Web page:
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Apitalism: Open Banking vs Platform Banking - what is the difference?

It may be hard to know the difference between Socialism and Communism for some. I think the same dilemma exists between Open Banking and Platform Banking definitions – as both sound very similar but actually two very different things. For this reason, I decided to write this article to clarify the boundary between these two terms.

Let’s start with some simple definitions.

Open Banking is more about Data Sharing across different parties – the main focus is data. Therefore, when you share your data voluntarily or forced to share it by legal reasons – you become part of the “Open Banking” community. On the other hand, Platform Banking or Platformization of Banking is about changing your business model or the way you do the banking business. In sum, we can safely conclude that if “Open Banking” is the primary school - “Platform Banking” is the university from strategic point of view. It is such a coincidence that primary school education is mandatory while university is optional - so it is up to the kid to continue the education or not :)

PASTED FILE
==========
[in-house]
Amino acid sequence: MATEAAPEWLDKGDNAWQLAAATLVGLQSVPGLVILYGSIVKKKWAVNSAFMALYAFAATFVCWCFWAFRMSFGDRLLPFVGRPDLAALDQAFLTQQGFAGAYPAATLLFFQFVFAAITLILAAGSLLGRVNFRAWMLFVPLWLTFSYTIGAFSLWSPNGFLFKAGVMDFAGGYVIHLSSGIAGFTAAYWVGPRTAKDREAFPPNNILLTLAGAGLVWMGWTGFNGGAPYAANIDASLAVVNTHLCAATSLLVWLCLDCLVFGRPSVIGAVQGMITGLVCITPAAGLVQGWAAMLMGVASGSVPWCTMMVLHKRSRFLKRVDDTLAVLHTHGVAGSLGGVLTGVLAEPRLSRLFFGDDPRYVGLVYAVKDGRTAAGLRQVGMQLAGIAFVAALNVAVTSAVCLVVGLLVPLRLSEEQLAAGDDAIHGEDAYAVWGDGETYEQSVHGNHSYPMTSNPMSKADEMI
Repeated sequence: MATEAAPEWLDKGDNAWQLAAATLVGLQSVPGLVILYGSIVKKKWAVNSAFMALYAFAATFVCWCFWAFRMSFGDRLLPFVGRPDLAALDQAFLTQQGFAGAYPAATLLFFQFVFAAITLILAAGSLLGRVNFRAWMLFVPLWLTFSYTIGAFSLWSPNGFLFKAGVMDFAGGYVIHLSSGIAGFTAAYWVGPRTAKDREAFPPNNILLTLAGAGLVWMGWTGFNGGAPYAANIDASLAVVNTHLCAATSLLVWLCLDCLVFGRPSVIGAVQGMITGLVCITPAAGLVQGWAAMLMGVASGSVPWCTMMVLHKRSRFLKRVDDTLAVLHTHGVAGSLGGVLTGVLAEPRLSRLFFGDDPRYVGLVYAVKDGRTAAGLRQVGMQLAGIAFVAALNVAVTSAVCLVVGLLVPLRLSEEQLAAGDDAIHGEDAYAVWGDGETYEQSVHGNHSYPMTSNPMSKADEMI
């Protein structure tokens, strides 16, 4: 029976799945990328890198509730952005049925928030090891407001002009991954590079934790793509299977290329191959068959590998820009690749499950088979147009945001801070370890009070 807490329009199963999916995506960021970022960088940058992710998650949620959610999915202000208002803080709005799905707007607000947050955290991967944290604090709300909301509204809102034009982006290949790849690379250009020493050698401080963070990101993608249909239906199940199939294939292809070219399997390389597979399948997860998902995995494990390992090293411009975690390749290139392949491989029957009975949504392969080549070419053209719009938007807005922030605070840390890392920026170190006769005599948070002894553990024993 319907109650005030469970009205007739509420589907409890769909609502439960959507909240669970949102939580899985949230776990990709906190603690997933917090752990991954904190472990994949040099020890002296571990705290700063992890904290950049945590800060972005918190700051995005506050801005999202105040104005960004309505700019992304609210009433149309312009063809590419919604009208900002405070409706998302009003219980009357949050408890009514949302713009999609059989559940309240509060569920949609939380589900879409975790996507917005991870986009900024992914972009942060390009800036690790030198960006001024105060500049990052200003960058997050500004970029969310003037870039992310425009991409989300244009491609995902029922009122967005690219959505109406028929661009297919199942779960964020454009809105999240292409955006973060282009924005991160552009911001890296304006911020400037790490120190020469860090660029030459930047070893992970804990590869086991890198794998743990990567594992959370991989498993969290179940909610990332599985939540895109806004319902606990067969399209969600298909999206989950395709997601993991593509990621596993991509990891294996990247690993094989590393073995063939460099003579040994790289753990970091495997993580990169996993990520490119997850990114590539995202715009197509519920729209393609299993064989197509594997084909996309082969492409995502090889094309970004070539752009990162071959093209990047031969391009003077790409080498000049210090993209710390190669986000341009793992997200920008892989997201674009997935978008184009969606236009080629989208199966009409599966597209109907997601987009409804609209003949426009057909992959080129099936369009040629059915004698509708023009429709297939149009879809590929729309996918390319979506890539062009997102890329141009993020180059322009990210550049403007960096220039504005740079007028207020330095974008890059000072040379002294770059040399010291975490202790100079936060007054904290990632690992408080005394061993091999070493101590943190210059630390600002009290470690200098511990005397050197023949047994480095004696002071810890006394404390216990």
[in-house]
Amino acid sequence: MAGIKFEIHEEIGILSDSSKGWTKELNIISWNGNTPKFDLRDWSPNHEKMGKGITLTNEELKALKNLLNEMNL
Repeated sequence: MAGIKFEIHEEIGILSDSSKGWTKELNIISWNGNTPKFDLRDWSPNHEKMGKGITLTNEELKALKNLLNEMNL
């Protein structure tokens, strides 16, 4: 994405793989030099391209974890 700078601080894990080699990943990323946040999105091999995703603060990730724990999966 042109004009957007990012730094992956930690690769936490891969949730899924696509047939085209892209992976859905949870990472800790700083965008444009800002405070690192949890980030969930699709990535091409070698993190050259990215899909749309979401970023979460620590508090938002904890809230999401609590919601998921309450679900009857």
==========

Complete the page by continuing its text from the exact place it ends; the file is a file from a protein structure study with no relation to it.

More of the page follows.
After such a definition, we can also say that a Bank cannot switch to Platform Business Model by simply opening couple of mandatory APIs to outside. It takes more than that, effort wise – time wise and cost wise. On the other side, doing nothing is very dangerous as well. The biggest strategic mistake a bank can do is to stick to classical pipeline business model but opening its data to the competitors with a platform business model. PSD2 forces banks to open their data, it does not force them to go after platform business model. It is the bank’s call to decide continuing with the existing business model or not. In my opinion, staying only compliant to PSD2 and not looking for the business opportunities it brings would be a very dangerous act for any bank in favour of such approach.

When we have a look at the digital disruption burning the world of traditional businesses – it is to conclude that platform business models are much more effective and profitable if deployed well. Just have a look at the Bigtechs: Google, Amazon, Facebook, Apple – What is the common component from strategic point of view? YES, all have been operating on platform business models. For this reason, they are fast, innovative, close to customers and engagements are super high. The chicken here is Platform Business Model, the eggs are the positive end results I just listed above. Nokia, Blackberry, Yahoo have left the stage to these guys - as they were not fast enough to switch from their existing business models to platformization.